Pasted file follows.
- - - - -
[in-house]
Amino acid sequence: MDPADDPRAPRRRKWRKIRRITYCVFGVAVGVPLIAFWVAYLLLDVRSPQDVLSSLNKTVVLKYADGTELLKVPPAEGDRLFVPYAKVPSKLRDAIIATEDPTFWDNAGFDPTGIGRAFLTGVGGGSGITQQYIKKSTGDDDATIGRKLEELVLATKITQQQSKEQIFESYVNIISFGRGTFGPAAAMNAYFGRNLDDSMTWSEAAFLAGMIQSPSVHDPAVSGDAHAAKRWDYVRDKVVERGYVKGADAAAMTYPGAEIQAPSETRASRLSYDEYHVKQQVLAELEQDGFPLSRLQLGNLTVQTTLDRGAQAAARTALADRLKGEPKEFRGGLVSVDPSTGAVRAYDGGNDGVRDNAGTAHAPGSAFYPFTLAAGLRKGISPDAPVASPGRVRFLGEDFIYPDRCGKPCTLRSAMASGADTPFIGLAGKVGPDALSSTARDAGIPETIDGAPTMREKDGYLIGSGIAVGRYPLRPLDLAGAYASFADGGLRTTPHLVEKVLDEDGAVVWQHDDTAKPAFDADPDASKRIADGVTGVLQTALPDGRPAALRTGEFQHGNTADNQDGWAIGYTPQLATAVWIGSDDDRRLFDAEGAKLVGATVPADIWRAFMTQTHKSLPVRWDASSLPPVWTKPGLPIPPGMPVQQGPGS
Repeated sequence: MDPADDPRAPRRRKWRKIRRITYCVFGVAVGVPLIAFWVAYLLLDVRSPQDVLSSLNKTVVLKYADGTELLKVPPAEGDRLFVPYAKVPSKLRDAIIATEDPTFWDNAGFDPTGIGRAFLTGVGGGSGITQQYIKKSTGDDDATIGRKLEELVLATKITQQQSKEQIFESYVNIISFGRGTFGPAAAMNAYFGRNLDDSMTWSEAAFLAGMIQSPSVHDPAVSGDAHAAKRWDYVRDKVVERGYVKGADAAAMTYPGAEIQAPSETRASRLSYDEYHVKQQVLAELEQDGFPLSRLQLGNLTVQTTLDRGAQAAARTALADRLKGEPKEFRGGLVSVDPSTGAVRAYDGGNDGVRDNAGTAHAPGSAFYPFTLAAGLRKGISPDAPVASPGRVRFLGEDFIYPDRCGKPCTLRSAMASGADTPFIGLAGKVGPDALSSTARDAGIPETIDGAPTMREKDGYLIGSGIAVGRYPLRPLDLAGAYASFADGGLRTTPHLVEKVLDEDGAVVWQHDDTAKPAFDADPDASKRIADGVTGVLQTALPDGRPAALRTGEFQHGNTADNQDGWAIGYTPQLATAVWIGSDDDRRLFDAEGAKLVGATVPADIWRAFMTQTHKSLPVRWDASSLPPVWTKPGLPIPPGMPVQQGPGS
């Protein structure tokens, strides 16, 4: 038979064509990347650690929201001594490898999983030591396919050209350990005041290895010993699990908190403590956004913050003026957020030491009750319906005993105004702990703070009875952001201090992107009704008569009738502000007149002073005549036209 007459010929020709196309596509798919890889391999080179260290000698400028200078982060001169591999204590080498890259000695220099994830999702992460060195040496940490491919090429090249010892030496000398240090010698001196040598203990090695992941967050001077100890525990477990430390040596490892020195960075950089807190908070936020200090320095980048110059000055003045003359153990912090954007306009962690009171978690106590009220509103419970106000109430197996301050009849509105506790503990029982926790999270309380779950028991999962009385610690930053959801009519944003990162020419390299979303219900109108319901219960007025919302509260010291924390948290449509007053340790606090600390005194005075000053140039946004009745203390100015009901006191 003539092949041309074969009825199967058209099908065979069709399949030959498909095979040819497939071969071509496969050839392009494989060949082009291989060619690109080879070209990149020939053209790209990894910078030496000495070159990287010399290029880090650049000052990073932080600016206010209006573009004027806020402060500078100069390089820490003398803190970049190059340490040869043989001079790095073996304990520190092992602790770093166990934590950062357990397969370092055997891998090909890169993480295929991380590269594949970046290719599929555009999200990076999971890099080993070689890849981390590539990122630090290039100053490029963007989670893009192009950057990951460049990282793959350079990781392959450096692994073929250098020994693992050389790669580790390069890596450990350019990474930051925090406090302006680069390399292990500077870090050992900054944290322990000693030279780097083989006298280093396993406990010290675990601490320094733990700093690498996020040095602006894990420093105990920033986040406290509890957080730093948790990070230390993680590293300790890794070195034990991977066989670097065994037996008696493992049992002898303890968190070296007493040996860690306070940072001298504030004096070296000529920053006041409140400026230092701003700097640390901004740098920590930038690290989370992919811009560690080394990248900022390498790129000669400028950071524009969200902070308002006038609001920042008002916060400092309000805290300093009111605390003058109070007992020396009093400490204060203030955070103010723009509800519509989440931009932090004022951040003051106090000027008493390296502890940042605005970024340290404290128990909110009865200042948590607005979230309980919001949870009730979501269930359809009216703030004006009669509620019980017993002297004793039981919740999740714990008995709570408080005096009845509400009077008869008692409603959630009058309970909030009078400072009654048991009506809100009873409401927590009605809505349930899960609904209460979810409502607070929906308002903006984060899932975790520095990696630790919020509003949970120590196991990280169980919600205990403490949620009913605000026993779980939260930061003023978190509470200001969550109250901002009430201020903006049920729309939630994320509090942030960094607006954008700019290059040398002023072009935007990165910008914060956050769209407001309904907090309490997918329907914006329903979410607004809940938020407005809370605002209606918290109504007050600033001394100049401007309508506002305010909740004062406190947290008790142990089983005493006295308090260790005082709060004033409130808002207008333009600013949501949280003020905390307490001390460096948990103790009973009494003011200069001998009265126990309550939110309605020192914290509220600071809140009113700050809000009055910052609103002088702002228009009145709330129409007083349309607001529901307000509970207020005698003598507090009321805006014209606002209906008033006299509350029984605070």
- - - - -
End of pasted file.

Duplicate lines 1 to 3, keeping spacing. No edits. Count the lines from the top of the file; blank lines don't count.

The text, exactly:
[in-house]
Amino acid sequence: MDPADDPRAPRRRKWRKIRRITYCVFGVAVGVPLIAFWVAYLLLDVRSPQDVLSSLNKTVVLKYADGTELLKVPPAEGDRLFVPYAKVPSKLRDAIIATEDPTFWDNAGFDPTGIGRAFLTGVGGGSGITQQYIKKSTGDDDATIGRKLEELVLATKITQQQSKEQIFESYVNIISFGRGTFGPAAAMNAYFGRNLDDSMTWSEAAFLAGMIQSPSVHDPAVSGDAHAAKRWDYVRDKVVERGYVKGADAAAMTYPGAEIQAPSETRASRLSYDEYHVKQQVLAELEQDGFPLSRLQLGNLTVQTTLDRGAQAAARTALADRLKGEPKEFRGGLVSVDPSTGAVRAYDGGNDGVRDNAGTAHAPGSAFYPFTLAAGLRKGISPDAPVASPGRVRFLGEDFIYPDRCGKPCTLRSAMASGADTPFIGLAGKVGPDALSSTARDAGIPETIDGAPTMREKDGYLIGSGIAVGRYPLRPLDLAGAYASFADGGLRTTPHLVEKVLDEDGAVVWQHDDTAKPAFDADPDASKRIADGVTGVLQTALPDGRPAALRTGEFQHGNTADNQDGWAIGYTPQLATAVWIGSDDDRRLFDAEGAKLVGATVPADIWRAFMTQTHKSLPVRWDASSLPPVWTKPGLPIPPGMPVQQGPGS
Repeated sequence: MDPADDPRAPRRRKWRKIRRITYCVFGVAVGVPLIAFWVAYLLLDVRSPQDVLSSLNKTVVLKYADGTELLKVPPAEGDRLFVPYAKVPSKLRDAIIATEDPTFWDNAGFDPTGIGRAFLTGVGGGSGITQQYIKKSTGDDDATIGRKLEELVLATKITQQQSKEQIFESYVNIISFGRGTFGPAAAMNAYFGRNLDDSMTWSEAAFLAGMIQSPSVHDPAVSGDAHAAKRWDYVRDKVVERGYVKGADAAAMTYPGAEIQAPSETRASRLSYDEYHVKQQVLAELEQDGFPLSRLQLGNLTVQTTLDRGAQAAARTALADRLKGEPKEFRGGLVSVDPSTGAVRAYDGGNDGVRDNAGTAHAPGSAFYPFTLAAGLRKGISPDAPVASPGRVRFLGEDFIYPDRCGKPCTLRSAMASGADTPFIGLAGKVGPDALSSTARDAGIPETIDGAPTMREKDGYLIGSGIAVGRYPLRPLDLAGAYASFADGGLRTTPHLVEKVLDEDGAVVWQHDDTAKPAFDADPDASKRIADGVTGVLQTALPDGRPAALRTGEFQHGNTADNQDGWAIGYTPQLATAVWIGSDDDRRLFDAEGAKLVGATVPADIWRAFMTQTHKSLPVRWDASSLPPVWTKPGLPIPPGMPVQQGPGS